Drumming Up Evidence On Immigration`s Income Impact
[Previously by “An
Cleaning up after the Great
Amnesty/Immigration Surge Battle: one unedifying
Kevin Drum, the
liberal Washington Monthly blogger, [send
him mail] joining forces with the worst
corporate employers in the America.
denounced Slate blogger
Mickey Kaus for "trying on his new role as
champion of the common man” by trying to “convince
gullible liberals that the plight of the working poor
chicken pluckers) is due to immigration from Mexico.” [See
Plucking The Pluckers] He accused Kaus of using
outdated, inaccurate material to support the claim.
Here`s a reality check.
Models that show minimal wage losses from unskilled
immigration are theoretical. The empirical data is
vastly different and shows huge losses from immigration.
Take the work of Giovanni Peri ("Immigrants`
Complementarieties and Native Wages”, [PDF]).
based on theory, that immigration has raised wages
for even unskilled workers. However, his actual data
(Figure 3) shows a 17.6% reduction in wages for
unskilled workers in California and a 15.1% reduction
Of course, the California data seriously understates the
real reduction, because Peri uses a national cost of
living index rather than a Californian one. Allowing for
California`s much higher cost of living, the real wage
reduction is much greater.
Can Peri explain any of this? No. Does he try? No.
The Chain Never Stops,
by Eric Schlosser (Mother Jones, July/August
"Thirty years ago,
meatpacking was one of the highest-paid industrial jobs
in the United States, with one of the lowest turnover
rates. In the decades that followed the
1906 publication of
The Jungle, labor unions had slowly gained power
in the industry, winning their members good benefits,
decent working conditions, and a voice in the workplace.
Meatpacking jobs were dangerous and unpleasant, but
provided enough income for a solid, middle-class life.
There were sometimes waiting lists for these jobs. And
then, starting in the early 1960s, a company called Iowa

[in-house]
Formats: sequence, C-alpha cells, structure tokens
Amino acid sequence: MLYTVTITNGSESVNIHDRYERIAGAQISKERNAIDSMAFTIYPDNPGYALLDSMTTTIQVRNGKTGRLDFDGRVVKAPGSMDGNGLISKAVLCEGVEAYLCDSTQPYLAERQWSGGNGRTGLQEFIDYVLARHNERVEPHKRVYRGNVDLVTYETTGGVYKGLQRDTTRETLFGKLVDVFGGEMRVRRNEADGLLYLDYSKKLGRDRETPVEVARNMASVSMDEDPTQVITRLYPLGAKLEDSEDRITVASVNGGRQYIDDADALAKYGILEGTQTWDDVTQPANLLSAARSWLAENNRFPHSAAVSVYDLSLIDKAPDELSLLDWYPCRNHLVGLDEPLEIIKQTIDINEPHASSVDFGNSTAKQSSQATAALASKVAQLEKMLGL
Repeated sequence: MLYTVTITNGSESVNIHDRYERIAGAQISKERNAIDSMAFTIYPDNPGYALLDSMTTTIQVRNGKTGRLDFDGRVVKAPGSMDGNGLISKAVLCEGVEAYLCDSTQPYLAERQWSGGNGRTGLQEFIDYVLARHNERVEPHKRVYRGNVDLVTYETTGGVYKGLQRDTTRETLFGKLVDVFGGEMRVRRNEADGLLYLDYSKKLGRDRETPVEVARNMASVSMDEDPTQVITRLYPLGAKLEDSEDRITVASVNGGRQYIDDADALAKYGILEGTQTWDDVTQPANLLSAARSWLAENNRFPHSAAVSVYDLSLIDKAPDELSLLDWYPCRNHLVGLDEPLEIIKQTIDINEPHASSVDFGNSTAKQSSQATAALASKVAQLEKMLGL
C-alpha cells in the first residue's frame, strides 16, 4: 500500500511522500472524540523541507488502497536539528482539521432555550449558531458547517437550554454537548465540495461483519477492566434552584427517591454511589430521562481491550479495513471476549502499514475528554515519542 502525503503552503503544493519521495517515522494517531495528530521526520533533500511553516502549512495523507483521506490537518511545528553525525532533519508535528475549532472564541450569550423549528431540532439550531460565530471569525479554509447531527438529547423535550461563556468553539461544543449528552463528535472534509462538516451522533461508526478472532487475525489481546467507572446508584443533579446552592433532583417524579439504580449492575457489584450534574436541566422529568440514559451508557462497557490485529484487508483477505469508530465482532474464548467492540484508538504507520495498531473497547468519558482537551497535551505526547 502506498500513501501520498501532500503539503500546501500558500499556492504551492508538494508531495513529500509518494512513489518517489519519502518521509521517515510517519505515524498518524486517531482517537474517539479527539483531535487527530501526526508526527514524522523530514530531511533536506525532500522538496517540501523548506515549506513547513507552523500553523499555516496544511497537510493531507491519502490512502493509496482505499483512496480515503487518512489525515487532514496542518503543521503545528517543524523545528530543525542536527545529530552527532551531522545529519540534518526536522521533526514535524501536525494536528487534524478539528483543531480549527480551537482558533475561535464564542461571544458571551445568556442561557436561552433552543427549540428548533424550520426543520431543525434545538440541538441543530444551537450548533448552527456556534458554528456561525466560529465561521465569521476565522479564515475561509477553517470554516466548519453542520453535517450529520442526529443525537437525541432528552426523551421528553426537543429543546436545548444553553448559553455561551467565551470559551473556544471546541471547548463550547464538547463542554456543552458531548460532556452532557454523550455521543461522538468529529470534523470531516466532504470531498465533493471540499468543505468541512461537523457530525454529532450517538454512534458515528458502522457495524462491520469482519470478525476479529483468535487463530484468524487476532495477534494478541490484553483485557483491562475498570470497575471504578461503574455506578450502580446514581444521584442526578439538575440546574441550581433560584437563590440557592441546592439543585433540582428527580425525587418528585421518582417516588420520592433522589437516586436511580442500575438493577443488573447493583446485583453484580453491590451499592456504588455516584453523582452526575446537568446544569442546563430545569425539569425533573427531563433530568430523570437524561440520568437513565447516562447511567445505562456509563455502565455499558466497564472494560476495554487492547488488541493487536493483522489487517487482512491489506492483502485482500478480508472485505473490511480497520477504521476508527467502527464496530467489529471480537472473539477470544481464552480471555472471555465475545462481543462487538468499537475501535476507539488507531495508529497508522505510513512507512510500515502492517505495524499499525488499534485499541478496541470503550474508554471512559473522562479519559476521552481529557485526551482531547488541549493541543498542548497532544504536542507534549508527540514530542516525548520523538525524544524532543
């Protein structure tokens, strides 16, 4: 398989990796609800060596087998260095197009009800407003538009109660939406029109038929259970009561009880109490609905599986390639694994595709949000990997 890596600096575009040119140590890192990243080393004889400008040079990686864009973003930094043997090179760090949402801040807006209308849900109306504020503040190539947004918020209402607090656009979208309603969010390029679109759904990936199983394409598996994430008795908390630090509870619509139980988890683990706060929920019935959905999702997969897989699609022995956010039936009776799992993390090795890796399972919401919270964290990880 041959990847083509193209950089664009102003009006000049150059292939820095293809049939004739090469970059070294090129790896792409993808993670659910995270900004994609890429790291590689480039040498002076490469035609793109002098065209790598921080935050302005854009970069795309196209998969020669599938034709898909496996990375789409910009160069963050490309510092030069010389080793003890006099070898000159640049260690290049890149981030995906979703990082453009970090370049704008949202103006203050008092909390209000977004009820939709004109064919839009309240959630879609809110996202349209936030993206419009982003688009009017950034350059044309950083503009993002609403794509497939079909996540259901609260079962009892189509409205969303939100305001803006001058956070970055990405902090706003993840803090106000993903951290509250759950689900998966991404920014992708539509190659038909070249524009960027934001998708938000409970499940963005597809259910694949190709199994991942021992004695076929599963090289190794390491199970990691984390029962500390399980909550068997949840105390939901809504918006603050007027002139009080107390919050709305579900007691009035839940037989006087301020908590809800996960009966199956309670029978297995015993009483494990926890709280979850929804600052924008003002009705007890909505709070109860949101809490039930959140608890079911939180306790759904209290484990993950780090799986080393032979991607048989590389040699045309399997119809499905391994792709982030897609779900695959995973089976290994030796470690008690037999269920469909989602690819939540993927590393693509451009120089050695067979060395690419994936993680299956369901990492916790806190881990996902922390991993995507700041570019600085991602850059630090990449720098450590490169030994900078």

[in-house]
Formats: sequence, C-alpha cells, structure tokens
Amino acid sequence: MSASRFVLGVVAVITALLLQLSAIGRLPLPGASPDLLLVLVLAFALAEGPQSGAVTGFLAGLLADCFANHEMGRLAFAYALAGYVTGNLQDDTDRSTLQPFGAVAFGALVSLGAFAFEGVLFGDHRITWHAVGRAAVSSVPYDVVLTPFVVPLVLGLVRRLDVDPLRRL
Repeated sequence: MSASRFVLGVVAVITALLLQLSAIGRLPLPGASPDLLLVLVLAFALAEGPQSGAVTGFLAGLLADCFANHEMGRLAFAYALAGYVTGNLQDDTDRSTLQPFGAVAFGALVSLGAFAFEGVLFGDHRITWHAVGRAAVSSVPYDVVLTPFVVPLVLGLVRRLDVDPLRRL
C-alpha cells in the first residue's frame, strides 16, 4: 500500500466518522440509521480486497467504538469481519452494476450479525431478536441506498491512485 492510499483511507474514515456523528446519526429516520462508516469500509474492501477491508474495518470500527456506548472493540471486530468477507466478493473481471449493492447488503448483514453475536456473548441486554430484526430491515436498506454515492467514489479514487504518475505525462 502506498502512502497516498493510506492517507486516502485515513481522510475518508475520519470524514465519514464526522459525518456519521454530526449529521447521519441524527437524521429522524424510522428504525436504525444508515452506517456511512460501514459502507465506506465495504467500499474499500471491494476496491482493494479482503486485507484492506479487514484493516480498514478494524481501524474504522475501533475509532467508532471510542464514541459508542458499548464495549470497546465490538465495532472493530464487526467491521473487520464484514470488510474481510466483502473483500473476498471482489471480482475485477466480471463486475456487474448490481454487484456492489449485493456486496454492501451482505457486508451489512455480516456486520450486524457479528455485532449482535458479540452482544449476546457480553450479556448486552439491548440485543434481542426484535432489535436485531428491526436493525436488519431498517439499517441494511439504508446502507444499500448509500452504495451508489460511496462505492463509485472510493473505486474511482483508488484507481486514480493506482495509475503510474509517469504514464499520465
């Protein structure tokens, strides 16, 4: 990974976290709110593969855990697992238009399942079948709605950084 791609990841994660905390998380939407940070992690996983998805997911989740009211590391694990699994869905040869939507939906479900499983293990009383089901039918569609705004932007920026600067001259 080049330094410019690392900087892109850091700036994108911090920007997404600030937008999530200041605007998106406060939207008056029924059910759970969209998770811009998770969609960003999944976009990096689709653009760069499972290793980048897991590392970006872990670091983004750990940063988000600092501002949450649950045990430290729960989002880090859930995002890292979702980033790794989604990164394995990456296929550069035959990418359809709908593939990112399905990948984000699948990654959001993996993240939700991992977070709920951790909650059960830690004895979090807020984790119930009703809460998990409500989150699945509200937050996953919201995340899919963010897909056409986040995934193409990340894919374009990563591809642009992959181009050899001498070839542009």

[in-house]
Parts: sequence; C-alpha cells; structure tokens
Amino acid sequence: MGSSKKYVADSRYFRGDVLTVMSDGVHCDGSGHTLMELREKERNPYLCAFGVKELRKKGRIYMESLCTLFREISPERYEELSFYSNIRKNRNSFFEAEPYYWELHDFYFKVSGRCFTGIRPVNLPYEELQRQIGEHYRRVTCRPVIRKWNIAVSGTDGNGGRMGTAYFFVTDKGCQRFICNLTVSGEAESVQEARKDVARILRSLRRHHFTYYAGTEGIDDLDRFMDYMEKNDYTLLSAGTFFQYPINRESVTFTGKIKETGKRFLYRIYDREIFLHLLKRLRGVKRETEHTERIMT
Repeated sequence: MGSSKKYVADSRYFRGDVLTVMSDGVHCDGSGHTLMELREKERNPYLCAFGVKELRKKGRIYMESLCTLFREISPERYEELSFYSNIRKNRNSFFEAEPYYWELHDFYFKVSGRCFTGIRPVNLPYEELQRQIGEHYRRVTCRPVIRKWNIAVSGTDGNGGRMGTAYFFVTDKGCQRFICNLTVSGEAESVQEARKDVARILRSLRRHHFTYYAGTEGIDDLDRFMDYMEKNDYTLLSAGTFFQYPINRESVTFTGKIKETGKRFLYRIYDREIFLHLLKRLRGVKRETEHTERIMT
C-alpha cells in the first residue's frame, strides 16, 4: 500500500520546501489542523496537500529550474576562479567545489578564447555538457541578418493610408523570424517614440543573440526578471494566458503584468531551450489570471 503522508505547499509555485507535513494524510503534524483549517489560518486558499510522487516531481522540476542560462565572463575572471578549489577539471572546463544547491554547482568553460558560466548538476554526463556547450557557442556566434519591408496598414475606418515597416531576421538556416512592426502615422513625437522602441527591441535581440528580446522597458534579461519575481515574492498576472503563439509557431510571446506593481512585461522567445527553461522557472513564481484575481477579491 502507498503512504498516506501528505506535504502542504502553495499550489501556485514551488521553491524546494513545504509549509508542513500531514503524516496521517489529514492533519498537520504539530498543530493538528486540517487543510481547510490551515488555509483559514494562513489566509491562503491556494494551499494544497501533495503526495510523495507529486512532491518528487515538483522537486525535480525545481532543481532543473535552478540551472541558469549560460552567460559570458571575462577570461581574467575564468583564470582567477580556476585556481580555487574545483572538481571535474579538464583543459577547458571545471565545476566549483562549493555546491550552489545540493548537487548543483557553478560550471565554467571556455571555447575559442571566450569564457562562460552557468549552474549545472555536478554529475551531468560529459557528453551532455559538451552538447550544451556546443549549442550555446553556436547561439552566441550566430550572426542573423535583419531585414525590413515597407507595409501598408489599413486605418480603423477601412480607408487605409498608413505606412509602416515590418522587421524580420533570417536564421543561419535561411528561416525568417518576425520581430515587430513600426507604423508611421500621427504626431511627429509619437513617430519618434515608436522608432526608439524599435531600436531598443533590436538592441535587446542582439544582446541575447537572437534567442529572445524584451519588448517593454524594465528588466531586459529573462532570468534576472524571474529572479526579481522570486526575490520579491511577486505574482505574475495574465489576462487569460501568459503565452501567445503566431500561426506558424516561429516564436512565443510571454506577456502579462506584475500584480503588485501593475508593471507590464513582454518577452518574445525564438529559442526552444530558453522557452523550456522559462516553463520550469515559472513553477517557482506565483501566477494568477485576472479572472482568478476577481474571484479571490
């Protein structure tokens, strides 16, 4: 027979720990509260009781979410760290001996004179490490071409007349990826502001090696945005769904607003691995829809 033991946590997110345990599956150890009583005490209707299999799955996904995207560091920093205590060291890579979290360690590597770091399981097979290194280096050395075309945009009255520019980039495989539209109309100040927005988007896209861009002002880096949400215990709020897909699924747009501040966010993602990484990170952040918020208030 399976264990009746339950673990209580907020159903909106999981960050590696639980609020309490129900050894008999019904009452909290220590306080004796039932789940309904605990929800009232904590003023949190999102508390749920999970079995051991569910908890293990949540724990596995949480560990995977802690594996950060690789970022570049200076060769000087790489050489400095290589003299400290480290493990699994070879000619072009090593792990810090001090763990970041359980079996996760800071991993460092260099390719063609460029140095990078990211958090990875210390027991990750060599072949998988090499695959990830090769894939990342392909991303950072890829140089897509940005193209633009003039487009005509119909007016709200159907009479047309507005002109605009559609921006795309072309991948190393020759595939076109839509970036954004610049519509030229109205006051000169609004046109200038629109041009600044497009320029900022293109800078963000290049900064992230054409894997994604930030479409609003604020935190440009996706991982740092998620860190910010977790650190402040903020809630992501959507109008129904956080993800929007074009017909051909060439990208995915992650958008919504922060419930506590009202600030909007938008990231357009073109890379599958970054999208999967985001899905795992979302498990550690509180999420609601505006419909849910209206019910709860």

Beef Packers (IBP) began to revolutionize the industry,
opening plants in rural areas far from union
strongholds, recruiting immigrant workers from Mexico,
introducing a new division of labor that eliminated the
need for skilled butchers, and ruthlessly battling
unions. By the late 1970s, meatpacking companies that
wanted to compete with
IBP had to adopt its business methods—or go out of
business. Wages in the meatpacking industry soon fell by
as much as 50 percent. Today
meatpacking is one of the nation`s
lowest-paid industrial jobs, with one of the highest
turnover rates. The typical plant now hires an entirely
new workforce every year or so. There are no waiting
lists at these slaughterhouses today. Staff shortages
have become an industry-wide problem, making the work
even more dangerous."
Lower Wages For American Workers, (Federation of
American Immigration Reform website, updated 1/05)
"The effect of
immigration on those
low-skilled Americans is profound, and the
government knows it: `Undoubtedly access to lower-wage
foreign workers has a depressing effect [on wages],`
says former Labor Secretary Robert Reich. Research
suggests that between 40 and 50 percent of wage-loss
among low-skilled Americans is due to the immigration of
low-skilled workers. Some
native workers lose not just wages but their jobs
through immigrant competition. An estimated 1,880,000
American workers are